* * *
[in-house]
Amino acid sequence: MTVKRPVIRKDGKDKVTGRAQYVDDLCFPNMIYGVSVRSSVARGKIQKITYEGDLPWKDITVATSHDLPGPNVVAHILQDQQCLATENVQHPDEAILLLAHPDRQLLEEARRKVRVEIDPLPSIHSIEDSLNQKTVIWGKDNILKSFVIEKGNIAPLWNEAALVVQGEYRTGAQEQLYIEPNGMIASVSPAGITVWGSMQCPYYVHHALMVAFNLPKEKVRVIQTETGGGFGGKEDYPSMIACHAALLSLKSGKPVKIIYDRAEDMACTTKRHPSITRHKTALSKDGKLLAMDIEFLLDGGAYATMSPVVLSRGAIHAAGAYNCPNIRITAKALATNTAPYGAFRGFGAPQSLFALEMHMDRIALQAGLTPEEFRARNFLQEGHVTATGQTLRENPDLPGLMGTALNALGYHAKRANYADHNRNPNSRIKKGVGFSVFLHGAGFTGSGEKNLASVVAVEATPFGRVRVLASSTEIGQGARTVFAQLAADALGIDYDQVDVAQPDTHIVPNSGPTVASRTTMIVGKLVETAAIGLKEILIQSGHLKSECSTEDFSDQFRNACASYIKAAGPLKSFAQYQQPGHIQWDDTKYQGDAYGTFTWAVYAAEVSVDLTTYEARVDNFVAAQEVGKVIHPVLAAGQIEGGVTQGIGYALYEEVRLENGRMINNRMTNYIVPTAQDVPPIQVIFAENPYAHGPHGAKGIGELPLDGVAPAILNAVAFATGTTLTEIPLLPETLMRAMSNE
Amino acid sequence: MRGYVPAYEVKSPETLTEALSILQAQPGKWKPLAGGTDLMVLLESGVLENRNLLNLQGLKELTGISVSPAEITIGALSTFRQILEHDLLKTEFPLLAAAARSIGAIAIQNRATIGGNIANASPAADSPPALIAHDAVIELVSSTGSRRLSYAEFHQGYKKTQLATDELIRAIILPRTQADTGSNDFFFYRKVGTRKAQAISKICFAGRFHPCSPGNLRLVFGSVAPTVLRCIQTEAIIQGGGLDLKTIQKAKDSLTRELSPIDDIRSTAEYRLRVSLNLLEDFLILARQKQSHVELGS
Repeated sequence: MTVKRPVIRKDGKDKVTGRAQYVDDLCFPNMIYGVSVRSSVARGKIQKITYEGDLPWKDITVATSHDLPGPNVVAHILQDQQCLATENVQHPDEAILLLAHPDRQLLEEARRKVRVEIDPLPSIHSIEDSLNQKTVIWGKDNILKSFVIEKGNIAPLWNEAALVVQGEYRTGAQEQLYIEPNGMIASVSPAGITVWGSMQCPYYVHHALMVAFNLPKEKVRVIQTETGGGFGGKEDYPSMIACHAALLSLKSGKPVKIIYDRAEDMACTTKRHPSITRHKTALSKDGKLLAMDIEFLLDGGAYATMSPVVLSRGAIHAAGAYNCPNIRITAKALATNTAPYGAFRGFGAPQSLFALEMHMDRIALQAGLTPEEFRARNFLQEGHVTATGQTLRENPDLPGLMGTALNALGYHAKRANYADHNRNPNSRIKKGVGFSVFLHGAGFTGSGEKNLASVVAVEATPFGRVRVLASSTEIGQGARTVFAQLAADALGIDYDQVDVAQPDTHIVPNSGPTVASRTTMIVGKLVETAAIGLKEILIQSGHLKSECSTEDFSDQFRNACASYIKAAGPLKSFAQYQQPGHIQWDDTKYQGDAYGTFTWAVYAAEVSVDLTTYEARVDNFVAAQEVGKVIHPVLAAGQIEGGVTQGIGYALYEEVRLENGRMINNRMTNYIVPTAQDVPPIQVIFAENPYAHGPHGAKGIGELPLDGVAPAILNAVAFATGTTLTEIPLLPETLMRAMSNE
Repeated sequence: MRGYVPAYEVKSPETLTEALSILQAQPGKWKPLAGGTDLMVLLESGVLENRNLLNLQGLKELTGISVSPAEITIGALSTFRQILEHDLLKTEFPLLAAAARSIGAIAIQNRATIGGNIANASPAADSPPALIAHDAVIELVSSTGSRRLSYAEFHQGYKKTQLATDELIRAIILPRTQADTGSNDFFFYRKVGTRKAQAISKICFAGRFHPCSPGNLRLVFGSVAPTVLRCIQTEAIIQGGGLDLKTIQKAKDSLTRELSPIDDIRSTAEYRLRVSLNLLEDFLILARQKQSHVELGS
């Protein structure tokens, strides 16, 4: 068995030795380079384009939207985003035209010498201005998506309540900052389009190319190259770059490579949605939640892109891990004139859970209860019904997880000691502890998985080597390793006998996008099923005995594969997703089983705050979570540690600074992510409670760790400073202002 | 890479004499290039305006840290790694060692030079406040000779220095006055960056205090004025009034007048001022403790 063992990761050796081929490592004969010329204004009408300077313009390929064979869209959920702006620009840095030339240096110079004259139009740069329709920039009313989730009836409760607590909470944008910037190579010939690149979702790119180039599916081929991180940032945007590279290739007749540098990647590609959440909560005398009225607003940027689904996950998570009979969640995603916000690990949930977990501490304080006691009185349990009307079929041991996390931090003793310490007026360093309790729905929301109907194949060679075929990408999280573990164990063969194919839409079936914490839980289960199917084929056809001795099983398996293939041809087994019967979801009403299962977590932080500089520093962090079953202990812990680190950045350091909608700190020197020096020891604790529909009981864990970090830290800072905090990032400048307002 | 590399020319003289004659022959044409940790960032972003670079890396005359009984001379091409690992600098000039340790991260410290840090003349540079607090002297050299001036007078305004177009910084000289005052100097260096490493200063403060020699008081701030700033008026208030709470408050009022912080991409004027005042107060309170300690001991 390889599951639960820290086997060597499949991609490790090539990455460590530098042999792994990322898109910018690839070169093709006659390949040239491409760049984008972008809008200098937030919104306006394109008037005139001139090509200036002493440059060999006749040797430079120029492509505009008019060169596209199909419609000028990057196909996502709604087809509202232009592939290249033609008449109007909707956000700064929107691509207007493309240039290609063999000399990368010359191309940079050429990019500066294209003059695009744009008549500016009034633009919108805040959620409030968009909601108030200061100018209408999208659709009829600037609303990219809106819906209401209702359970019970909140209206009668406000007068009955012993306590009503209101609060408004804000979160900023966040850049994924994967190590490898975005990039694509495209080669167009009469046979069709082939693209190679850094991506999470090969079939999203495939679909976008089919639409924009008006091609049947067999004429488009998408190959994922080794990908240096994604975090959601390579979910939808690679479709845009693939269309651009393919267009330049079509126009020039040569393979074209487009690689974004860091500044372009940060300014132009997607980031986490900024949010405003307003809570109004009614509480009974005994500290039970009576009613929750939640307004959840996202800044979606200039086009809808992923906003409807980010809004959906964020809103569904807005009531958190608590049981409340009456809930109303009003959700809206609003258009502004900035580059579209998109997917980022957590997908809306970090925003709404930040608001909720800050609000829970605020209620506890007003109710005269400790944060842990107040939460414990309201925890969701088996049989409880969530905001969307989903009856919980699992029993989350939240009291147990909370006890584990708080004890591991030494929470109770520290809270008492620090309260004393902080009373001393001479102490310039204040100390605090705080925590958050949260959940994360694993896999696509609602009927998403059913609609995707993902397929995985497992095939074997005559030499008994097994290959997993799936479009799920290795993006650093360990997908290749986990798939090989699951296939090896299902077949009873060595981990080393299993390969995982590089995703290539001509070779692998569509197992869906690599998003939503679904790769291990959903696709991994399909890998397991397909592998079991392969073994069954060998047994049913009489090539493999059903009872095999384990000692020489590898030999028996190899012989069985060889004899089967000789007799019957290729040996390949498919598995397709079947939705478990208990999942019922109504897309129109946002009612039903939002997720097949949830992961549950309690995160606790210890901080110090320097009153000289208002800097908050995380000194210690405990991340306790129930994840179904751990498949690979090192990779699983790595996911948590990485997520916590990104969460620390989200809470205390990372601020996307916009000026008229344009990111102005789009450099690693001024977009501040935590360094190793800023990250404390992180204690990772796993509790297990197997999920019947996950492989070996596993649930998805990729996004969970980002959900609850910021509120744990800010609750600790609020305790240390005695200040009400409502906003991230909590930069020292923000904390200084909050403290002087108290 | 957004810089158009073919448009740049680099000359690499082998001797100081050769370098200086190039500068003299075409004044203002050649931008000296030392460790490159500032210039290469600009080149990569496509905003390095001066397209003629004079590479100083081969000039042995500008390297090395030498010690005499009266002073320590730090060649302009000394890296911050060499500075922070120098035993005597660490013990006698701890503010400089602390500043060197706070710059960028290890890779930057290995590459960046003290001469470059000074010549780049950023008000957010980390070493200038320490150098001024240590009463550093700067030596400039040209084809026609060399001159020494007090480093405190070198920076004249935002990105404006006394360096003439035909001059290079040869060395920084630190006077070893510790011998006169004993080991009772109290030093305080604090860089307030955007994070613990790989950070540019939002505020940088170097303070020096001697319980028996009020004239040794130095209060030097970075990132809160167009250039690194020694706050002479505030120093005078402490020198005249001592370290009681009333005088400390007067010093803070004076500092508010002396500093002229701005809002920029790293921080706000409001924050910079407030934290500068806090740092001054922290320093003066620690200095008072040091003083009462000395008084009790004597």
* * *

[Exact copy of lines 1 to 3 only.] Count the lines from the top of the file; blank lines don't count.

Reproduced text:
[in-house]
Amino acid sequence: MTVKRPVIRKDGKDKVTGRAQYVDDLCFPNMIYGVSVRSSVARGKIQKITYEGDLPWKDITVATSHDLPGPNVVAHILQDQQCLATENVQHPDEAILLLAHPDRQLLEEARRKVRVEIDPLPSIHSIEDSLNQKTVIWGKDNILKSFVIEKGNIAPLWNEAALVVQGEYRTGAQEQLYIEPNGMIASVSPAGITVWGSMQCPYYVHHALMVAFNLPKEKVRVIQTETGGGFGGKEDYPSMIACHAALLSLKSGKPVKIIYDRAEDMACTTKRHPSITRHKTALSKDGKLLAMDIEFLLDGGAYATMSPVVLSRGAIHAAGAYNCPNIRITAKALATNTAPYGAFRGFGAPQSLFALEMHMDRIALQAGLTPEEFRARNFLQEGHVTATGQTLRENPDLPGLMGTALNALGYHAKRANYADHNRNPNSRIKKGVGFSVFLHGAGFTGSGEKNLASVVAVEATPFGRVRVLASSTEIGQGARTVFAQLAADALGIDYDQVDVAQPDTHIVPNSGPTVASRTTMIVGKLVETAAIGLKEILIQSGHLKSECSTEDFSDQFRNACASYIKAAGPLKSFAQYQQPGHIQWDDTKYQGDAYGTFTWAVYAAEVSVDLTTYEARVDNFVAAQEVGKVIHPVLAAGQIEGGVTQGIGYALYEEVRLENGRMINNRMTNYIVPTAQDVPPIQVIFAENPYAHGPHGAKGIGELPLDGVAPAILNAVAFATGTTLTEIPLLPETLMRAMSNE
Amino acid sequence: MRGYVPAYEVKSPETLTEALSILQAQPGKWKPLAGGTDLMVLLESGVLENRNLLNLQGLKELTGISVSPAEITIGALSTFRQILEHDLLKTEFPLLAAAARSIGAIAIQNRATIGGNIANASPAADSPPALIAHDAVIELVSSTGSRRLSYAEFHQGYKKTQLATDELIRAIILPRTQADTGSNDFFFYRKVGTRKAQAISKICFAGRFHPCSPGNLRLVFGSVAPTVLRCIQTEAIIQGGGLDLKTIQKAKDSLTRELSPIDDIRSTAEYRLRVSLNLLEDFLILARQKQSHVELGS